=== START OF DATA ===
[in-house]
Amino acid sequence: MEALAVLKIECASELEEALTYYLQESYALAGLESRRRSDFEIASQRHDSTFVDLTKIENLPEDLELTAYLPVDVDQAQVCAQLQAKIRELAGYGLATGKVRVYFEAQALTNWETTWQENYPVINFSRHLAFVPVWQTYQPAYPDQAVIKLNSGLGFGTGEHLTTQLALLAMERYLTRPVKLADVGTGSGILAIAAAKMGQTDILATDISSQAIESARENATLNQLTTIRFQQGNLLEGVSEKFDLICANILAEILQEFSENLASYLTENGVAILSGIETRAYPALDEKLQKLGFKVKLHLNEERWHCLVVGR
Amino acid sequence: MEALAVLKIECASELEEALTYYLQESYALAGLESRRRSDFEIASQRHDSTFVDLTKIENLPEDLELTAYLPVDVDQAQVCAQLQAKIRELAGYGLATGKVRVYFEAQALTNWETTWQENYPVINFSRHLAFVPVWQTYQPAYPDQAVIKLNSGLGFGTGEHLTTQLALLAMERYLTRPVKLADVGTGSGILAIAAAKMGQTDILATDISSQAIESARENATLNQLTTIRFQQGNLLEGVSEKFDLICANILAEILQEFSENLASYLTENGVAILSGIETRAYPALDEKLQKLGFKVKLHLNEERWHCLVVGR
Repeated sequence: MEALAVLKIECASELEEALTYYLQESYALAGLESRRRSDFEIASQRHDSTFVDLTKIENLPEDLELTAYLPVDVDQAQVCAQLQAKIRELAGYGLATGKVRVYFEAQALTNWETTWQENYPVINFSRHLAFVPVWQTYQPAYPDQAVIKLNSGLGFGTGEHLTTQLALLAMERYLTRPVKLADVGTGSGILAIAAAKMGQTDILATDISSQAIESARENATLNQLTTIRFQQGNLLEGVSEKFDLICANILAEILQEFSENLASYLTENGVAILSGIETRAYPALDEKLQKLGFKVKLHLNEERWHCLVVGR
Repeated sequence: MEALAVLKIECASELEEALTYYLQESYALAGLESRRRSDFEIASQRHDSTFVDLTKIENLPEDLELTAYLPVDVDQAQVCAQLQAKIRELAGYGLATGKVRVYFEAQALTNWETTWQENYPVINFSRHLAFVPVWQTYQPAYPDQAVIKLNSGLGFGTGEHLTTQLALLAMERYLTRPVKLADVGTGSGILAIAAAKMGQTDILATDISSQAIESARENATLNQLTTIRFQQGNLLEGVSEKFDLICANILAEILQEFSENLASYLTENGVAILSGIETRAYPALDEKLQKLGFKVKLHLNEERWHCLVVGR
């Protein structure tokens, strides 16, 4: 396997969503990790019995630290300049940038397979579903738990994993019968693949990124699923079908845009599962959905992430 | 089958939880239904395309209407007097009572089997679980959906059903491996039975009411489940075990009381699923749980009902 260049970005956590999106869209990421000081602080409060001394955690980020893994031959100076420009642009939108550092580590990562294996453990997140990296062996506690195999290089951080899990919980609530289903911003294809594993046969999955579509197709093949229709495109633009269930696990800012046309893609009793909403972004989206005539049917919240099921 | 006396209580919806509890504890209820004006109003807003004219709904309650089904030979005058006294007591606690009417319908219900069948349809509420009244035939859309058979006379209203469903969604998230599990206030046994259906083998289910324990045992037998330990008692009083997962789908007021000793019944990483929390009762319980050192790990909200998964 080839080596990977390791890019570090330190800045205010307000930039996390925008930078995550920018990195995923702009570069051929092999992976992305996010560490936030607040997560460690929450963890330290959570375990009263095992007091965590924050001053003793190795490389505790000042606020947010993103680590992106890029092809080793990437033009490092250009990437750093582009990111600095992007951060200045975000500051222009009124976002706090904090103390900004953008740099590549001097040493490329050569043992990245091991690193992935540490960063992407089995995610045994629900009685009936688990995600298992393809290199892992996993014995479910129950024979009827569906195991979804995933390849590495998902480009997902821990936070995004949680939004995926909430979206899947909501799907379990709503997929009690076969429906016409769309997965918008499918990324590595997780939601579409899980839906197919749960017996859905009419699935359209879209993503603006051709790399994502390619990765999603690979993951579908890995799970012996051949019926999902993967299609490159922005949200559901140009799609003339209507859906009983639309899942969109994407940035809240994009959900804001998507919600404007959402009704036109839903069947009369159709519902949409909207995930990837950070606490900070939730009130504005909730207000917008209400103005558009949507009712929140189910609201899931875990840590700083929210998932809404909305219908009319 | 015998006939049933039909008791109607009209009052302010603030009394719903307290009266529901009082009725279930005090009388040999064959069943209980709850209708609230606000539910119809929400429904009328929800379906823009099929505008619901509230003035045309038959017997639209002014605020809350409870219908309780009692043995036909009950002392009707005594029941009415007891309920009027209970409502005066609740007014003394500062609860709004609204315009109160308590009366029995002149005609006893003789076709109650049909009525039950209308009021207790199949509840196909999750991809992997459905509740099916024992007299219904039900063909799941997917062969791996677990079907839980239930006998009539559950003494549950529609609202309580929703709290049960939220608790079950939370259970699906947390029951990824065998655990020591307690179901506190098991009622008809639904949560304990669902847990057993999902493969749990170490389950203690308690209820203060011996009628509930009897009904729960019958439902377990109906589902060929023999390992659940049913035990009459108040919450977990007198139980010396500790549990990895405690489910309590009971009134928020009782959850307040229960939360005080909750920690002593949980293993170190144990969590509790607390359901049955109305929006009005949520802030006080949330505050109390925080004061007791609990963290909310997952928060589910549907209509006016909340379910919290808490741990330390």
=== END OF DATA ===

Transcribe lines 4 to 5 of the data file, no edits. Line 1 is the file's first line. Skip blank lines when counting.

Repeated sequence: MEALAVLKIECASELEEALTYYLQESYALAGLESRRRSDFEIASQRHDSTFVDLTKIENLPEDLELTAYLPVDVDQAQVCAQLQAKIRELAGYGLATGKVRVYFEAQALTNWETTWQENYPVINFSRHLAFVPVWQTYQPAYPDQAVIKLNSGLGFGTGEHLTTQLALLAMERYLTRPVKLADVGTGSGILAIAAAKMGQTDILATDISSQAIESARENATLNQLTTIRFQQGNLLEGVSEKFDLICANILAEILQEFSENLASYLTENGVAILSGIETRAYPALDEKLQKLGFKVKLHLNEERWHCLVVGR
Repeated sequence: MEALAVLKIECASELEEALTYYLQESYALAGLESRRRSDFEIASQRHDSTFVDLTKIENLPEDLELTAYLPVDVDQAQVCAQLQAKIRELAGYGLATGKVRVYFEAQALTNWETTWQENYPVINFSRHLAFVPVWQTYQPAYPDQAVIKLNSGLGFGTGEHLTTQLALLAMERYLTRPVKLADVGTGSGILAIAAAKMGQTDILATDISSQAIESARENATLNQLTTIRFQQGNLLEGVSEKFDLICANILAEILQEFSENLASYLTENGVAILSGIETRAYPALDEKLQKLGFKVKLHLNEERWHCLVVGR